[T]here was discrimination based on race and color that I experienced with the Federal Air Marshal Service involving circumstances dealing with my termination from them, which seems to have been used against me to warrant justification in the termination of employment with CBP. [. . .]
I am being discriminated against based on what were unfair and questionable actions taken against me while employed as a Federal Air Marshal, as well as unsubstantiated allegations, misunderstandings, and hearsay raised about my previous employment. (EEOC Compl., Attachment A at 2.)
During the administrative proceedings regarding the EEOC Complaint, plaintiff stated that he did not recall if he ever complained about discriminatory treatment based on race while at FAMS, nor did plaintiff specifically allege in the EEOC proceeding that he complained about disparate treatment or discrimination during a meeting with FAMS supervisors. (Def. 56.1 Stmt. ¶¶ 21-22 (citing ECF No. 60-4, Transcript of David Corbett Deposition dated Sept. 16, 2008 ("Corbett Dep. Tr.") at 88).)*fn5 When asked for the names of potential witnesses, plaintiff stated, "FAM[S] personnel can of course speak more about the retaliatory aspects of this case." (Pl. 56.1 Stmt. ¶ 32 (quoting EEOC Decl. at 11).) Plaintiff also told EEOC officials that the CBP officials who terminated him "seemed to take into consideration unsubstantiated allegations, unconfirmed reports and derogatory opinions given by people still employed with the FAM[S] Service." (Id. ¶ 33 (quoting EEOC Decl. at 13).)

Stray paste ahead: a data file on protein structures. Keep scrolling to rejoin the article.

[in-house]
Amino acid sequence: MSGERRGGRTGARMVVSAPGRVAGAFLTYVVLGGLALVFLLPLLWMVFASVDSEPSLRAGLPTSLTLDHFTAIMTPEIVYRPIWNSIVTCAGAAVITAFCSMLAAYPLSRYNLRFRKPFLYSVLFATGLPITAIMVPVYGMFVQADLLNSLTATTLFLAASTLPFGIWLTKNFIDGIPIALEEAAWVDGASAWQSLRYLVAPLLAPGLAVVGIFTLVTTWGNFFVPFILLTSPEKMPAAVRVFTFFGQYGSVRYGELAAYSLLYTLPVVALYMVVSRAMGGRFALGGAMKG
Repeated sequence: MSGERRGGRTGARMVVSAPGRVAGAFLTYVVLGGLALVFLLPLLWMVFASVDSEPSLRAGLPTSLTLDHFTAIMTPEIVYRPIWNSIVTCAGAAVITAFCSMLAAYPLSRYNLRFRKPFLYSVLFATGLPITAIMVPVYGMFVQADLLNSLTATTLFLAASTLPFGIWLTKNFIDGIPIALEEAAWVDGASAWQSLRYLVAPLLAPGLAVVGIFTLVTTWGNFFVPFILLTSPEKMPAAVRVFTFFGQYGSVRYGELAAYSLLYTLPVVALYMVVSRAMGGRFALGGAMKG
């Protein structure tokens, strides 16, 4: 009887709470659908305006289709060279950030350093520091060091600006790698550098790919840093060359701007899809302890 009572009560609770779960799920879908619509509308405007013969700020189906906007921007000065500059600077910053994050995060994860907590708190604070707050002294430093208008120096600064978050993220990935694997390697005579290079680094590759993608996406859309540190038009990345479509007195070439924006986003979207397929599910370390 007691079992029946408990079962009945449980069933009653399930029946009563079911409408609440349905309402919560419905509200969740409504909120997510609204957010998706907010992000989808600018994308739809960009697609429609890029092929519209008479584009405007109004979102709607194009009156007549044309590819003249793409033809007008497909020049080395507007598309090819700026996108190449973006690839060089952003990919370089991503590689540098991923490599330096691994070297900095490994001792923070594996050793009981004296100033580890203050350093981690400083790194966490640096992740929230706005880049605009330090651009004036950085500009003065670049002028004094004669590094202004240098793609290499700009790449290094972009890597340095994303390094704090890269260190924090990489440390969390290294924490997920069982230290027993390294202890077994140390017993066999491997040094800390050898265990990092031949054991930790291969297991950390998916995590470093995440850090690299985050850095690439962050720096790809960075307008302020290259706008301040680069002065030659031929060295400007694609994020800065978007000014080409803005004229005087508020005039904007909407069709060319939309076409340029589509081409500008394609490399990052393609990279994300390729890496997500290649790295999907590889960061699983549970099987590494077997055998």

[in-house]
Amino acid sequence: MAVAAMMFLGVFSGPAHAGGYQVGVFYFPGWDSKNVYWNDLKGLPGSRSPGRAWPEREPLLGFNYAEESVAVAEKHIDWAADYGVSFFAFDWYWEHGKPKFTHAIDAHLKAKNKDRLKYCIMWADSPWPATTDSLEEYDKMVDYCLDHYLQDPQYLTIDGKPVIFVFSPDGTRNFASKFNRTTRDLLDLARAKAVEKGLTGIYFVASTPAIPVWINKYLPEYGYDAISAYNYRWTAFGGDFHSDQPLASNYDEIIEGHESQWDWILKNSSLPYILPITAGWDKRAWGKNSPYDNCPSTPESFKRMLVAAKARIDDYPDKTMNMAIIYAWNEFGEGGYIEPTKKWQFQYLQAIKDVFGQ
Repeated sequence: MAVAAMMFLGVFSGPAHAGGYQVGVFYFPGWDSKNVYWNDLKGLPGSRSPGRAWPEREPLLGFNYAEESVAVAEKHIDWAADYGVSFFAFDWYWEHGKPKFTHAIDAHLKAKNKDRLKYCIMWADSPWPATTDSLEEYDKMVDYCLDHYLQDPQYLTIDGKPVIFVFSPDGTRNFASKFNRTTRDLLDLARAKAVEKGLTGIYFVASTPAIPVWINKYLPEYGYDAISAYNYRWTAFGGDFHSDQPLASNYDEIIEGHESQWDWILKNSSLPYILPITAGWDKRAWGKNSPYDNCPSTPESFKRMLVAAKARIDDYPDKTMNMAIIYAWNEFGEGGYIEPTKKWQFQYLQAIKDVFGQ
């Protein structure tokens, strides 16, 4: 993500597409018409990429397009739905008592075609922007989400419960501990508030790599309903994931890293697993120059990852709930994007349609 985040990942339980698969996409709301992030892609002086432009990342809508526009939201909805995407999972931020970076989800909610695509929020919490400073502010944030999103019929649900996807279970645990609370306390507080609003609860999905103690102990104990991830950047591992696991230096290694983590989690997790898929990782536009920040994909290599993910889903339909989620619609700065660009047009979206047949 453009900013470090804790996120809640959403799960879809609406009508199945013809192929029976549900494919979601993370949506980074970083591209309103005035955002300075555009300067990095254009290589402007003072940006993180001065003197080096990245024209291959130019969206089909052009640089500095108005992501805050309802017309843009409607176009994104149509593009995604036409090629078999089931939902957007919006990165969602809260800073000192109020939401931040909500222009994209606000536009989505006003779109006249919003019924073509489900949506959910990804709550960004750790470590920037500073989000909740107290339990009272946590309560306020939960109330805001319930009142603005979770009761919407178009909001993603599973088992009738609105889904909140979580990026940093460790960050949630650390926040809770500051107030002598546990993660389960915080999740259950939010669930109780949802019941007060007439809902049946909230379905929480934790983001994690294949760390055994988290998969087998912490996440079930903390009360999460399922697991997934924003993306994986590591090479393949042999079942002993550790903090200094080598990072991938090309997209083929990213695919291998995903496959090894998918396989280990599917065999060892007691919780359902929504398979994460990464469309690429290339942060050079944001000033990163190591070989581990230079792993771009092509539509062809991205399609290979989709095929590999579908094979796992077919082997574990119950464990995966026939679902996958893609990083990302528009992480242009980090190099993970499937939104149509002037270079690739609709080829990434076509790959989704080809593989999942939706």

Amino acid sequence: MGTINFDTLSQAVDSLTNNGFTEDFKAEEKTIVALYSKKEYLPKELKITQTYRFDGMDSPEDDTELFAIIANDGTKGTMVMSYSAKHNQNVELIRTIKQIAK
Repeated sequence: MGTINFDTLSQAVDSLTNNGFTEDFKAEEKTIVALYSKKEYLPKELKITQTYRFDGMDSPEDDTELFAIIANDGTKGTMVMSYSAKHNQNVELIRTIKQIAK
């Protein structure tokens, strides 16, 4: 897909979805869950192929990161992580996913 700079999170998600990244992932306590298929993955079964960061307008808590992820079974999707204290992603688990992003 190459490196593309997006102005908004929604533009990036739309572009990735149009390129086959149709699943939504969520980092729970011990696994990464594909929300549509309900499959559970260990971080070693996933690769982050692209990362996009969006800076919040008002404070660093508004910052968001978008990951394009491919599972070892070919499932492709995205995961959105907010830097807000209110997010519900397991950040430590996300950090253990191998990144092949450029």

In an investigative summary, a DHS official noted that during the EEOC investigation, plaintiff "contend[ed] he was subjected to the adverse findings in his background investigation because of his previous termination from the U.S. Federal Air Marshals Service, which discriminated against him based on his race and color." (Id. ¶ 31 (quoting ECF No. 60-5, Investigative Summary at 4).) An Administrative Law Judge dismissed the EEOC Complaint on October 30, 2008 (Def. 56.1 Stmt.
¶ 24; see ECF No. 56, Seth D. Eichenholtz Declaration
("Eichenholtz Decl."), Ex. D (the "EEOC Decision") at 7), and the decision was affirmed on appeal on December 10, 2009 (see Eichenholtz Decl., Ex. F (the "EEOC Appeal Decision") at 1).
E. The Instant Action
Plaintiff filed his original pro se complaint in the present action on August 23, 2010 (see ECF No. 1, Original Complaint), his pro se First Amended Complaint on December 20, 2010 (see ECF No. 33, First Amended Complaint), and his pro se Second Amended complaint on March 1, 2011 (see ECF No. 37, Second Amended Complaint). After plaintiff obtained counsel to represent him in this action, plaintiff filed the Third Amended Complaint on May 23, 2011.
On November 28, 2011, defendant filed the instant motions and an opposition to plaintiff's motion to amend (see ECF No. 61, Memorandum of Law in Support of Defendant's Motion to Dismiss the Third Amended Complaint and in Opposition to Plaintiff's Motion to Amend His Complaint ("Def. Mem.")), plaintiff filed his motion to amend and an opposition to defendant's motions (see ECF No. 62, Memorandum of Law in Support of Plaintiff's Motion to Amend the Complaint and in Opposition to Defendant's Motion to Dismiss the Complaint ("Pl. Opp'n")), and the defendant filed a reply brief (see ECF No. 63, Reply Memorandum of Law in Further Support of Defendant's Motion to Dismiss the Third Amended Complaint ("Def. Reply")).